Retail therapy


One of my first retail jobs was at Howard Johnson’s working the ice cream counter when I was like fourteen. My mom was a hostess. My Aunt Polly was a waitress and my older brother Tom was a short order cook. My aunt got her job first, and then she got the rest of us in. The owner was an old man, a one-eyed Serbian named Louie. He sat by the cash register all night long. I thought he was staring off into space, but the restaurant had all these big windows in front, and Louie was actually monitoring the place by staring into the reflection of the glass. It was a bad job for me, because I never knew what to do with myself, and I have never thought much of the concept of trying to looking busy. I remember my mom racing over to me, whispering out the side of her mouth, “Louie is watching, Louie is watching.”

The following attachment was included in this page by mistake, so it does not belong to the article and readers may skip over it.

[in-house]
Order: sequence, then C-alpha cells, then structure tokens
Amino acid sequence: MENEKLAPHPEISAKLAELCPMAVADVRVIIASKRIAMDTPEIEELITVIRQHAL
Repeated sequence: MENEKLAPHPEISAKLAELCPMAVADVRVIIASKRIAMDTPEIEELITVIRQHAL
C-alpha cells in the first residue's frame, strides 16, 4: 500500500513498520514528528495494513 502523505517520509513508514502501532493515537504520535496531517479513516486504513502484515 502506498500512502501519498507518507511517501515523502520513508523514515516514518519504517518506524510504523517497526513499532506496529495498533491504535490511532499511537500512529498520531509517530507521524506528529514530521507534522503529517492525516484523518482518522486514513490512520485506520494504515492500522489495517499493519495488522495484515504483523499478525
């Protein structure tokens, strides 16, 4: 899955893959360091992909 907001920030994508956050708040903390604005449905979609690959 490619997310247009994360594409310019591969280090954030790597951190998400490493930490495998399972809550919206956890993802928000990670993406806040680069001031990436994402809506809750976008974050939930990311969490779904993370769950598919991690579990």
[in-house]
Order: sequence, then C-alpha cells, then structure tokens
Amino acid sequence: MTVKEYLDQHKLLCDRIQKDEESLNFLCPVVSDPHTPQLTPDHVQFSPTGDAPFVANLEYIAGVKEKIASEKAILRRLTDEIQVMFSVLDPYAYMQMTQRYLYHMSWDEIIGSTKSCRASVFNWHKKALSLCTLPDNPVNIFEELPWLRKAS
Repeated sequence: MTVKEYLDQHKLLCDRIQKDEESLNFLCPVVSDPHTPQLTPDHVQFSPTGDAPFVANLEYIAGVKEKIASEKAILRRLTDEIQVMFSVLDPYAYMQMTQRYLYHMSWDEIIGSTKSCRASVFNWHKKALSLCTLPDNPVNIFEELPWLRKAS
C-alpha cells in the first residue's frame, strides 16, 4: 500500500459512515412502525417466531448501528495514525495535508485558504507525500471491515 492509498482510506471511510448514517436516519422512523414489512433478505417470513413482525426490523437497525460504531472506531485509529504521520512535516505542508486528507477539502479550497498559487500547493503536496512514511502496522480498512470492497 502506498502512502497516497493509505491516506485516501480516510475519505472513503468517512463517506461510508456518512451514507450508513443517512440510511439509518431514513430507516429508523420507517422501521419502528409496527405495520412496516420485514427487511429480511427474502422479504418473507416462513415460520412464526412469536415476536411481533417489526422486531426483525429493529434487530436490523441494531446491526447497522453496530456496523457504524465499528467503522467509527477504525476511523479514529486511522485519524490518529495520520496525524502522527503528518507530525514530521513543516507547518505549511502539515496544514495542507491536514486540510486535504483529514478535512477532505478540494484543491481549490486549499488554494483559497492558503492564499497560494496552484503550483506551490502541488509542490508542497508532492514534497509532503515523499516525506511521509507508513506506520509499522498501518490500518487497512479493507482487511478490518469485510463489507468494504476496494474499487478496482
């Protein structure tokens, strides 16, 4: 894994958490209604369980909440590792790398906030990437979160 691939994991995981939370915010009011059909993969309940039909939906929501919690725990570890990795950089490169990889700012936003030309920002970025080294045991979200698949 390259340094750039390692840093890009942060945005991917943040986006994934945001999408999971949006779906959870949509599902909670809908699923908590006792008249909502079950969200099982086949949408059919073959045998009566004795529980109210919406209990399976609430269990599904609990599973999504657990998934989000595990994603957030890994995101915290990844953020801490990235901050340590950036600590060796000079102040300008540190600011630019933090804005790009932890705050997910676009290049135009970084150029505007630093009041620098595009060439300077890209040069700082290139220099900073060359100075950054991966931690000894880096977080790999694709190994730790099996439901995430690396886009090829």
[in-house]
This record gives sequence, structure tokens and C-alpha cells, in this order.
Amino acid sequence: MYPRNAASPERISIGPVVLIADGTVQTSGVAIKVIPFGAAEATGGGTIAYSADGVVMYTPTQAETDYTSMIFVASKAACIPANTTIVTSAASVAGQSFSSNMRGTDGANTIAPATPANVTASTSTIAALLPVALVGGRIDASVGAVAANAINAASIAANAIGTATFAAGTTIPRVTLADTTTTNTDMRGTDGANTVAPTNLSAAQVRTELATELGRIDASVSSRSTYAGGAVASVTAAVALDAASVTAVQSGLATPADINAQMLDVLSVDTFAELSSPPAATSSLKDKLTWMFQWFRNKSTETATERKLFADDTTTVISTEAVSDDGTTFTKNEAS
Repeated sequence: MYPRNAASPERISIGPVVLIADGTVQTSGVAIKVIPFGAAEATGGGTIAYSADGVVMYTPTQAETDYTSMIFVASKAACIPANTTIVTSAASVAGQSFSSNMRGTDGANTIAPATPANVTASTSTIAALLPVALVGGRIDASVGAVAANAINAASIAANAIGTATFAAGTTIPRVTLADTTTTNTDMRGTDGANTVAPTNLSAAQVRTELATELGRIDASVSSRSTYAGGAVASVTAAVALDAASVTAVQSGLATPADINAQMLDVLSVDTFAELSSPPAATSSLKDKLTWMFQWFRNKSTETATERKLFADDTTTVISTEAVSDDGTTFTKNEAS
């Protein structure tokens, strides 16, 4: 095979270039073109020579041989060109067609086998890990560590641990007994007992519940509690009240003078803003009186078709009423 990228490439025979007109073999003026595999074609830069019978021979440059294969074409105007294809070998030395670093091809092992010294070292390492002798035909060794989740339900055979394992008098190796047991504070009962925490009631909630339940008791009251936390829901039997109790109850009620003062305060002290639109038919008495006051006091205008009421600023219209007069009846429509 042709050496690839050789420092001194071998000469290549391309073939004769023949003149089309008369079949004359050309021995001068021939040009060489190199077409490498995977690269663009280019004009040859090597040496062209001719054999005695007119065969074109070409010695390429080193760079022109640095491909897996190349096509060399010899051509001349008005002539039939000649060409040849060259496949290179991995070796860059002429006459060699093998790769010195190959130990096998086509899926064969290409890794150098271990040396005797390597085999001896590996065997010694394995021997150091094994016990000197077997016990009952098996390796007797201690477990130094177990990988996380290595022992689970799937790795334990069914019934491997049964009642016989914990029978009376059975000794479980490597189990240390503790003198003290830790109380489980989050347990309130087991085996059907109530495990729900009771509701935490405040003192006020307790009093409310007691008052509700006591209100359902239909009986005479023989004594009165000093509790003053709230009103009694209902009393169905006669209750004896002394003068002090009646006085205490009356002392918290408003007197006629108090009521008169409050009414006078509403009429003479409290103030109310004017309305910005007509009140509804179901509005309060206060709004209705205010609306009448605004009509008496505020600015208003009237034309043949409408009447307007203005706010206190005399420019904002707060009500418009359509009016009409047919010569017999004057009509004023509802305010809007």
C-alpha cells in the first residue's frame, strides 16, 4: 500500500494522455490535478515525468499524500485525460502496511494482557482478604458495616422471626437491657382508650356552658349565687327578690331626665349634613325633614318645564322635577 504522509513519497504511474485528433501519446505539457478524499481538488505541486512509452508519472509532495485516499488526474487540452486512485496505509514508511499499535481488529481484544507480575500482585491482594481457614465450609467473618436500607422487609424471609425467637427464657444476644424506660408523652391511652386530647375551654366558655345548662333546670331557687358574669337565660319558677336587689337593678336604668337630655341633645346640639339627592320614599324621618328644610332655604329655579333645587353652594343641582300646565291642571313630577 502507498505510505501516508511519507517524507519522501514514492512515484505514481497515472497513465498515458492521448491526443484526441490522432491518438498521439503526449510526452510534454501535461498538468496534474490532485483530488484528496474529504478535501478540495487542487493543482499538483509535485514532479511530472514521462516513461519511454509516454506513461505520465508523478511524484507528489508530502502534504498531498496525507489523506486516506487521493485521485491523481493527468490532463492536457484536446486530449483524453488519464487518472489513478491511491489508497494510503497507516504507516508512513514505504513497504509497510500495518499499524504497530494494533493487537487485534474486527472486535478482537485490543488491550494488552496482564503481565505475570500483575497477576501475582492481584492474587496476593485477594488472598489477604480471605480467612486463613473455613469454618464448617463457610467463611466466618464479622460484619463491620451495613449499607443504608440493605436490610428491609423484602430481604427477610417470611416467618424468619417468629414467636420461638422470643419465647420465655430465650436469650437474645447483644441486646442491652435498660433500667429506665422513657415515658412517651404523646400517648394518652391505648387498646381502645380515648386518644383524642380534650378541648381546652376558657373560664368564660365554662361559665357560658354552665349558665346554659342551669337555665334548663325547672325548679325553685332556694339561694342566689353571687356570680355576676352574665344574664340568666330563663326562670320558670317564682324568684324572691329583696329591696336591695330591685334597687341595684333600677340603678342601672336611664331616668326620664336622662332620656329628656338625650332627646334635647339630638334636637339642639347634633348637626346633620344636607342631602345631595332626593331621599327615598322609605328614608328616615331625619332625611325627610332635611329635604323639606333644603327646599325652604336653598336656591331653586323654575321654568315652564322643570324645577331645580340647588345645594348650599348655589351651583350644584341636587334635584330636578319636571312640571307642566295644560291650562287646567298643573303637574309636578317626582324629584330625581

One time a cute girl came in with her family and I scooped her an ice cream and she took it from my hand, whispered something to her dad, and then he told the assistant manager that I may have licked his daughter’s cone. It was such a horrible, qeeby-inducing thing to be accused of, and the best I could do was screw my face into an indignant pose (I may have licked my wrist, but I swear my tongue never touched that girl’s cone). The assistant manager that night totally knew what to do. He snapped into action, tossing out her cone, scooping her a new one, and all the while just making all this jovial banter with her and her family, smoothing things over for me with her dad. As soon as they left, he turned to me and totally dropped the jovial small talk act.

Never lick your hand when you’re scooping ice cream.